LeadingAge Ohio is a nonprofit trade association that represents approximately 500 long-term care organizations and hospices, as well as those providing ancillary health care and housing services, in more than 150 Ohio towns and cities. The continuum of care reflected by the member organizations serve an estimated 400,000 elderly Ohioans annually and employ more than 35,000 persons statewide.
Senior services providers include senior housing, both subsidized and market rate, adult day care, home- and community-based services, assisted living and skilled nursing. A majority of LeadingAge Ohio members, senior services providers and hospices, are mission-driven, values-based organizations that provide many or all of these services.
LeadingAge Ohio is a member-driven organization, with leadership elected by peers from around the state. The leadership team is composed of the Board of Directors, including executive committee officers; and Public Policy Congress delegates, who represent LeadingAge Ohio at our national organization. Strategic committees and special interest groups comprised of members from around the state help to develop and oversee governing policies and programs.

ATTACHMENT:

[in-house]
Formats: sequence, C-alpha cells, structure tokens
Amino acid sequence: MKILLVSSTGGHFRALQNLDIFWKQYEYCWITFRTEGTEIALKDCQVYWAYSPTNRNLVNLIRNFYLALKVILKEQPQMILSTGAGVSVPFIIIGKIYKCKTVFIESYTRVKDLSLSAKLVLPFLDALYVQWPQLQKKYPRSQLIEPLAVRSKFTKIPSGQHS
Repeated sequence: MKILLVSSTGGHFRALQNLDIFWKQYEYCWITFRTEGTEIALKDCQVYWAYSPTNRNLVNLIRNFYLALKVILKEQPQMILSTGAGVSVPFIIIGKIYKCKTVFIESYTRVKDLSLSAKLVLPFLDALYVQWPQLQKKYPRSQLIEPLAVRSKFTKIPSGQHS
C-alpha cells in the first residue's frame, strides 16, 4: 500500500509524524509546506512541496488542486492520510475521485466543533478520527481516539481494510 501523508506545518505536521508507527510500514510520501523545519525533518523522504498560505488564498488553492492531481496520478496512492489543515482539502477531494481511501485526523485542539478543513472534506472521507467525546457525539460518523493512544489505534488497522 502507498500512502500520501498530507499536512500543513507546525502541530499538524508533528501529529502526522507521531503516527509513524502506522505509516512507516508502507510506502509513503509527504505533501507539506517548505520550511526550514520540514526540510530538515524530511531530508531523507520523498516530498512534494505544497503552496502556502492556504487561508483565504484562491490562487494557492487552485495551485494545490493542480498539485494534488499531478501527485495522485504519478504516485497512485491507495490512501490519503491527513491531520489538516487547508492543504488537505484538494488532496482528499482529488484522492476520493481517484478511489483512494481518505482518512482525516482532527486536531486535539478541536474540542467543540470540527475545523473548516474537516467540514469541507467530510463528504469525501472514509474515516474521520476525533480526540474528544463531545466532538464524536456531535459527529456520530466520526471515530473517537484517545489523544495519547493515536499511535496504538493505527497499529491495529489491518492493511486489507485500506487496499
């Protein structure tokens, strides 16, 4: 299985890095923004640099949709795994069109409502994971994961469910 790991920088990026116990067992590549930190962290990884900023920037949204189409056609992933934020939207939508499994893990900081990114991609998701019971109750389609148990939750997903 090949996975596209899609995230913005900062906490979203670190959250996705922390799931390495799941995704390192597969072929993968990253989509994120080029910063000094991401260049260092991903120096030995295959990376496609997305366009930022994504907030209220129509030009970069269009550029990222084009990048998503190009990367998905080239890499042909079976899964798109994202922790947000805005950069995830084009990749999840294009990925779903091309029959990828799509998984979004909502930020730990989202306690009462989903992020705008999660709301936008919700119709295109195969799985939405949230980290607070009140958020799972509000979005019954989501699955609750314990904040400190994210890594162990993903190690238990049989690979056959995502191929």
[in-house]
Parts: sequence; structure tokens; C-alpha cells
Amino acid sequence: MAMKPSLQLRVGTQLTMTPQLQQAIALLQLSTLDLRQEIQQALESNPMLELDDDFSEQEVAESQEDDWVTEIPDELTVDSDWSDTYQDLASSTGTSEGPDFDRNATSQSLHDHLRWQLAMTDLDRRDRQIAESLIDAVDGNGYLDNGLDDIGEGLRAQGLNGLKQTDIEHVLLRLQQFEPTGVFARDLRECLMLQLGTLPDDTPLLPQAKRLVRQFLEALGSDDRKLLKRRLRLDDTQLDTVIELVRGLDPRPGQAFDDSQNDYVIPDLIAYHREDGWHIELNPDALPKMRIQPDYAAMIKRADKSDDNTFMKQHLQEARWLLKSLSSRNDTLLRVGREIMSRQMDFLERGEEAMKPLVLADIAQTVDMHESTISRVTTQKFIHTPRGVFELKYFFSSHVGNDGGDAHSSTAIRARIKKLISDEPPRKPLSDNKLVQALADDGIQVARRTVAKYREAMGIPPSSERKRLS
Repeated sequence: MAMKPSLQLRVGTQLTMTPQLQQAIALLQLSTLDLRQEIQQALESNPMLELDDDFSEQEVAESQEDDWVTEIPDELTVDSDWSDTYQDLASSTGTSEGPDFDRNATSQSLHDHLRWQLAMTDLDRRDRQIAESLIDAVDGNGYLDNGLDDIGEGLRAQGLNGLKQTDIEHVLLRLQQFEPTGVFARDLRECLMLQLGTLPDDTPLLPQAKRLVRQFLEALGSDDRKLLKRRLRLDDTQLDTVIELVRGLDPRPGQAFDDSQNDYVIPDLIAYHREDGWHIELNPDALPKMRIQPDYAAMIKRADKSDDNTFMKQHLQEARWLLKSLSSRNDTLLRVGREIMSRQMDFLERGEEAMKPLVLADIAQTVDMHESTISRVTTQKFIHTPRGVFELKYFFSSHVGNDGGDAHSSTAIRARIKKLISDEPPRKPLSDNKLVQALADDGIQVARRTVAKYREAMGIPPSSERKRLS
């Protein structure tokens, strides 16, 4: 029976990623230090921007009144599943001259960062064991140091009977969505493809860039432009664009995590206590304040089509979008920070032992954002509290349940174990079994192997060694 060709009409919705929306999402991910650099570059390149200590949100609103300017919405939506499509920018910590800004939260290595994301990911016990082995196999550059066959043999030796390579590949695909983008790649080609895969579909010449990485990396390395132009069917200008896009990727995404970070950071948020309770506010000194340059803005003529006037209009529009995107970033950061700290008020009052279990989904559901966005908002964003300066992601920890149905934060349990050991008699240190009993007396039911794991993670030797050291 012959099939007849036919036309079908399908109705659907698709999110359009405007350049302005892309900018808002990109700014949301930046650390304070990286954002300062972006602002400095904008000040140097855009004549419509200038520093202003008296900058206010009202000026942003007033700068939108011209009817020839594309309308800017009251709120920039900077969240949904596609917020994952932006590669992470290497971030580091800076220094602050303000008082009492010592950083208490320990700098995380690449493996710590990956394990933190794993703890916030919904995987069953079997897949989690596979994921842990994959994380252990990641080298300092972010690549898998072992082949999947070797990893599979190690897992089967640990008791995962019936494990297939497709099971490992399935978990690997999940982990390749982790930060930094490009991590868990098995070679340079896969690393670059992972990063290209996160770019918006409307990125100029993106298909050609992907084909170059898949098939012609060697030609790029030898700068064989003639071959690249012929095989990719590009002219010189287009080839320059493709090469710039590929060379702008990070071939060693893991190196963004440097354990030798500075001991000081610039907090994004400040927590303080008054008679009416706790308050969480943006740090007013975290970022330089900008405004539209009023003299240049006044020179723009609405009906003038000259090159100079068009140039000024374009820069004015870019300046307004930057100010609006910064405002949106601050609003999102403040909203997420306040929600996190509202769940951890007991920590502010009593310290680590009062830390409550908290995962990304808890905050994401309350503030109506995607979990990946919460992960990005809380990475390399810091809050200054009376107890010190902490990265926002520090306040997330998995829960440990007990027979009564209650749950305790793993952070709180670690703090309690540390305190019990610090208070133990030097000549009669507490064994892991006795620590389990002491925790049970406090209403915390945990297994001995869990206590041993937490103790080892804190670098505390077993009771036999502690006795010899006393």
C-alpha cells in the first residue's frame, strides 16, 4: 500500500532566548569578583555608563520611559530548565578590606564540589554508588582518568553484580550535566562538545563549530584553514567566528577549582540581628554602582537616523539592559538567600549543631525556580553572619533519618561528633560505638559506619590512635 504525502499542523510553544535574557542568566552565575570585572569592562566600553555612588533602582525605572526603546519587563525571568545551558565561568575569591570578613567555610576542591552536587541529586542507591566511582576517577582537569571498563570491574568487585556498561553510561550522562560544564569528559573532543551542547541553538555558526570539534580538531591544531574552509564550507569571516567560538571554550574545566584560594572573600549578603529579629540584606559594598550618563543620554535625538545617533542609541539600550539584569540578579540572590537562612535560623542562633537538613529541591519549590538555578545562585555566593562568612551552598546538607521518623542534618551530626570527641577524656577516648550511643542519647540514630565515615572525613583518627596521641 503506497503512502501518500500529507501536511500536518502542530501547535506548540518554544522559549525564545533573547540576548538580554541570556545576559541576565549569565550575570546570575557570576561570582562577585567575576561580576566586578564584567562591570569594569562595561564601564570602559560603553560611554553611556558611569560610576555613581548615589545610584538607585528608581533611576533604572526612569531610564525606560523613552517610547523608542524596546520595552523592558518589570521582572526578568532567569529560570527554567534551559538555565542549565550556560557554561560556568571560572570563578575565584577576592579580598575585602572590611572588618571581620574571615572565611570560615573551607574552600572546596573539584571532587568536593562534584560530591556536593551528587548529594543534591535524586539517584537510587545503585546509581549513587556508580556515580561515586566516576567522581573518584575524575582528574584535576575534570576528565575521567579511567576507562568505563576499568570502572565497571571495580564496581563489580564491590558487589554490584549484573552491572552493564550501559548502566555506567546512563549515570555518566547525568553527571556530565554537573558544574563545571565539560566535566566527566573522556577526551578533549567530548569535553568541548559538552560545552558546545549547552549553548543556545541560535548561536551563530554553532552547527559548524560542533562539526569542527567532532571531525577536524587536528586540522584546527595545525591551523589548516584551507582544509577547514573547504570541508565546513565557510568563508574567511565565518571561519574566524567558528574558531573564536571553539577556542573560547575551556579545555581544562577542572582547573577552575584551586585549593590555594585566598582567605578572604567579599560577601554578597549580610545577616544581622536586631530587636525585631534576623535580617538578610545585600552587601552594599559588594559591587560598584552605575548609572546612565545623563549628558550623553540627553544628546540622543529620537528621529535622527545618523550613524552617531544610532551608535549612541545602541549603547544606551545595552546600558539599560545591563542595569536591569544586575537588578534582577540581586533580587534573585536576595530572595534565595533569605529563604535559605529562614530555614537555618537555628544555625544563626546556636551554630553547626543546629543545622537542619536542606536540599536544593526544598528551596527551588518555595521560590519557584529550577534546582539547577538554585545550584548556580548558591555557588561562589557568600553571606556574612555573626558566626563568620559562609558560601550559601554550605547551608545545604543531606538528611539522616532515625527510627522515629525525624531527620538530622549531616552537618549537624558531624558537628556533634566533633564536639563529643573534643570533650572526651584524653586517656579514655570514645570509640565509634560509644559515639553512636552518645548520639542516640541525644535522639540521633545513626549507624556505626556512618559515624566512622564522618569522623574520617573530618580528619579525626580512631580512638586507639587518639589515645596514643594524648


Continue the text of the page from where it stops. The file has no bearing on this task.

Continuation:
The Ohio Department of Medicaid (ODM) is in the process of User Acceptance Training (UAT) for the MITS hospice portal. Several ODM staff are testing the portal and are actively working to make certain the system is ready for the August 16, 2017 release date. ODM is also slated to have a conference call with a hospice that has been utilizing the portal for some time, to gather “hands on” information to apply during the UAT process.
This morning the Ohio House of Representatives voted to override 11 of the Governor’s 47 line-item vetoes, including those affecting nursing facility payment rates and Medicaid MLTSS (Managed Long Term Services and Supports).
Yesterday, the Ohio Senate released its version of the biennium budget Sub HB49 (R. Smith). The Senate took into consideration the recent revenue projections of the Office of Budget and Management (OBM) and the assumption that Medicaid caseloads would increase more than the executive budget predicted. In a press conference, Senate President Larry Obhof stated, “The bill maintains tax cuts and reforms from previous budget cycles and does not dip into the Rainy Day Fund .” The Senate looked to close the gap of what they believe is a projected budget shortfall of over $1 billion. The Senate Finance Committee accepted the sub bill for consideration.
Last week, the Ohio House of Representatives released its iteration of the biennial budget, outlining its priorities for the coming two years. The House was under additional pressure as the Office of Management and Budget estimated an additional $800 million shortfall that needed to be accommodated. The House successfully stripped $630 million from the executive budget levels, some of it at a cost to senior service providers.
September 28, 2017
LeadingAge Ohio Offices, 2233 North Bank Drive, Columbus, OH 43220
October 5, 2017
LeadingAge Ohio Offices
October 11, 2017